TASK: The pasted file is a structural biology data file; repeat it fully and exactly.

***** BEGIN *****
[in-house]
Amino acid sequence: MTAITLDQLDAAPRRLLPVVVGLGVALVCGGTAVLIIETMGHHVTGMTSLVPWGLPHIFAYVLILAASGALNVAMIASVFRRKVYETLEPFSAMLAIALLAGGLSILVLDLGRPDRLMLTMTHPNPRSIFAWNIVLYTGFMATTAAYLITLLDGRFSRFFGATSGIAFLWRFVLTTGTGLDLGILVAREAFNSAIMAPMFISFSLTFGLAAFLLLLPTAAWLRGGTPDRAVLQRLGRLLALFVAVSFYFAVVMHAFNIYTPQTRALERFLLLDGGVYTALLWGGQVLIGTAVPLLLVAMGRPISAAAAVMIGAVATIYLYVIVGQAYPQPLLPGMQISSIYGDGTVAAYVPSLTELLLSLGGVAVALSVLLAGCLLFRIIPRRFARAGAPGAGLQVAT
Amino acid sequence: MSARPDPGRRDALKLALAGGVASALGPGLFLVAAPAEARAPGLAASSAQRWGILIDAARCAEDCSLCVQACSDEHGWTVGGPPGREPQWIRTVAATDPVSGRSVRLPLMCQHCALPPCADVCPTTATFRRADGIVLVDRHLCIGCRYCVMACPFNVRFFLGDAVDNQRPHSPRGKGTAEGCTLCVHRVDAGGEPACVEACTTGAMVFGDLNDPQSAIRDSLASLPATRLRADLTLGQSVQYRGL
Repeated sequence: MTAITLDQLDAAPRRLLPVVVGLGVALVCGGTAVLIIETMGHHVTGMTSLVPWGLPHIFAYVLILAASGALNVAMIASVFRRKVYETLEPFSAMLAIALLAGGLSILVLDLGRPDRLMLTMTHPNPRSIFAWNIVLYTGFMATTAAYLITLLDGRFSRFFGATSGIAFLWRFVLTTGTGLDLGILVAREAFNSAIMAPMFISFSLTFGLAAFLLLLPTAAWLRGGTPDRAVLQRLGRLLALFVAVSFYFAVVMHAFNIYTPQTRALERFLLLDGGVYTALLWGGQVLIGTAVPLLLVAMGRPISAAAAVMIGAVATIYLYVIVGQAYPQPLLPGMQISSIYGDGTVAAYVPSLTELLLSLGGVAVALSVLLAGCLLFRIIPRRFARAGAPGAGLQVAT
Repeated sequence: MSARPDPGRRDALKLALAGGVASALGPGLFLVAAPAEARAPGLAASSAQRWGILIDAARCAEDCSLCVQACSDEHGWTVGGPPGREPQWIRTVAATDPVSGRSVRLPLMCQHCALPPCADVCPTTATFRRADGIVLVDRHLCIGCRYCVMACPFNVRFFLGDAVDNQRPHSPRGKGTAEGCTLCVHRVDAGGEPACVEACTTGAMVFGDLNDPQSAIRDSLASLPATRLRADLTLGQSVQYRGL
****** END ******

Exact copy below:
[in-house]
Amino acid sequence: MTAITLDQLDAAPRRLLPVVVGLGVALVCGGTAVLIIETMGHHVTGMTSLVPWGLPHIFAYVLILAASGALNVAMIASVFRRKVYETLEPFSAMLAIALLAGGLSILVLDLGRPDRLMLTMTHPNPRSIFAWNIVLYTGFMATTAAYLITLLDGRFSRFFGATSGIAFLWRFVLTTGTGLDLGILVAREAFNSAIMAPMFISFSLTFGLAAFLLLLPTAAWLRGGTPDRAVLQRLGRLLALFVAVSFYFAVVMHAFNIYTPQTRALERFLLLDGGVYTALLWGGQVLIGTAVPLLLVAMGRPISAAAAVMIGAVATIYLYVIVGQAYPQPLLPGMQISSIYGDGTVAAYVPSLTELLLSLGGVAVALSVLLAGCLLFRIIPRRFARAGAPGAGLQVAT
Amino acid sequence: MSARPDPGRRDALKLALAGGVASALGPGLFLVAAPAEARAPGLAASSAQRWGILIDAARCAEDCSLCVQACSDEHGWTVGGPPGREPQWIRTVAATDPVSGRSVRLPLMCQHCALPPCADVCPTTATFRRADGIVLVDRHLCIGCRYCVMACPFNVRFFLGDAVDNQRPHSPRGKGTAEGCTLCVHRVDAGGEPACVEACTTGAMVFGDLNDPQSAIRDSLASLPATRLRADLTLGQSVQYRGL
Repeated sequence: MTAITLDQLDAAPRRLLPVVVGLGVALVCGGTAVLIIETMGHHVTGMTSLVPWGLPHIFAYVLILAASGALNVAMIASVFRRKVYETLEPFSAMLAIALLAGGLSILVLDLGRPDRLMLTMTHPNPRSIFAWNIVLYTGFMATTAAYLITLLDGRFSRFFGATSGIAFLWRFVLTTGTGLDLGILVAREAFNSAIMAPMFISFSLTFGLAAFLLLLPTAAWLRGGTPDRAVLQRLGRLLALFVAVSFYFAVVMHAFNIYTPQTRALERFLLLDGGVYTALLWGGQVLIGTAVPLLLVAMGRPISAAAAVMIGAVATIYLYVIVGQAYPQPLLPGMQISSIYGDGTVAAYVPSLTELLLSLGGVAVALSVLLAGCLLFRIIPRRFARAGAPGAGLQVAT
Repeated sequence: MSARPDPGRRDALKLALAGGVASALGPGLFLVAAPAEARAPGLAASSAQRWGILIDAARCAEDCSLCVQACSDEHGWTVGGPPGREPQWIRTVAATDPVSGRSVRLPLMCQHCALPPCADVCPTTATFRRADGIVLVDRHLCIGCRYCVMACPFNVRFFLGDAVDNQRPHSPRGKGTAEGCTLCVHRVDAGGEPACVEACTTGAMVFGDLNDPQSAIRDSLASLPATRLRADLTLGQSVQYRGL